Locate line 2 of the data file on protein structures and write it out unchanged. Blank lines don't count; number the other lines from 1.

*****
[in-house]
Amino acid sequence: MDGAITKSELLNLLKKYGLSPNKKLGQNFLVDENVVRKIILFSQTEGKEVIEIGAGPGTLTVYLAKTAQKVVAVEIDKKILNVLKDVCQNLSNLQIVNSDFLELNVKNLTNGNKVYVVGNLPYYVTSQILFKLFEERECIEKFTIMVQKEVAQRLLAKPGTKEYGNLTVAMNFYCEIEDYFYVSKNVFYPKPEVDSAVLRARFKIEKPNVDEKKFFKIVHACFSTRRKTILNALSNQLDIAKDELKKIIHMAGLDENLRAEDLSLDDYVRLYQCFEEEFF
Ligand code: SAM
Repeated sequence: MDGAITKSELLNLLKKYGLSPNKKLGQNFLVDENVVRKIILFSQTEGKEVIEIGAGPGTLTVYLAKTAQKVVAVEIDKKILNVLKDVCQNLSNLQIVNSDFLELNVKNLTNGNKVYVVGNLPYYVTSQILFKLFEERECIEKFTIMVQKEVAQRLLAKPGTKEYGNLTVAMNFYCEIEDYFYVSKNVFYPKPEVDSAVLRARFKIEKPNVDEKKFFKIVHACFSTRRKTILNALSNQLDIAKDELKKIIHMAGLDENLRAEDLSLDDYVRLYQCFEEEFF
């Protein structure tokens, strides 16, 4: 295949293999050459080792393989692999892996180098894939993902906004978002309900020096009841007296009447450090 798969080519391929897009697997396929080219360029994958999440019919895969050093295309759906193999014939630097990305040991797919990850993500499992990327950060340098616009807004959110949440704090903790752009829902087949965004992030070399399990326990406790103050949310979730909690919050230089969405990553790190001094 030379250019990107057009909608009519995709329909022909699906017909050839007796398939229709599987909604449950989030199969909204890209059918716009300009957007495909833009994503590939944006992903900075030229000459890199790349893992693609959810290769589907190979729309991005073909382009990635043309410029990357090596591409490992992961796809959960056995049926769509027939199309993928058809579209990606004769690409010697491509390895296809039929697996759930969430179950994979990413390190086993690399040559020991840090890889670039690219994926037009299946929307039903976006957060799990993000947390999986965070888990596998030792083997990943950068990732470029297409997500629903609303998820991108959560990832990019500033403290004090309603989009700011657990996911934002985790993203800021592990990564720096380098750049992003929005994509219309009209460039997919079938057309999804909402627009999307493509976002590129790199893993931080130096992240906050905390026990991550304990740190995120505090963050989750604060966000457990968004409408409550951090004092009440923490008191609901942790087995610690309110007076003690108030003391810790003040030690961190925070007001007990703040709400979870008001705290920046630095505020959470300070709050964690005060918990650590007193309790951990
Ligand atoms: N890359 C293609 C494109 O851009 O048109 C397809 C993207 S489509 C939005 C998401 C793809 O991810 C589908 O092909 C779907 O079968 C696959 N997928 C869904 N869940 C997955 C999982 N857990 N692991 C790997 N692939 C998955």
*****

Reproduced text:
Amino acid sequence: MDGAITKSELLNLLKKYGLSPNKKLGQNFLVDENVVRKIILFSQTEGKEVIEIGAGPGTLTVYLAKTAQKVVAVEIDKKILNVLKDVCQNLSNLQIVNSDFLELNVKNLTNGNKVYVVGNLPYYVTSQILFKLFEERECIEKFTIMVQKEVAQRLLAKPGTKEYGNLTVAMNFYCEIEDYFYVSKNVFYPKPEVDSAVLRARFKIEKPNVDEKKFFKIVHACFSTRRKTILNALSNQLDIAKDELKKIIHMAGLDENLRAEDLSLDDYVRLYQCFEEEFF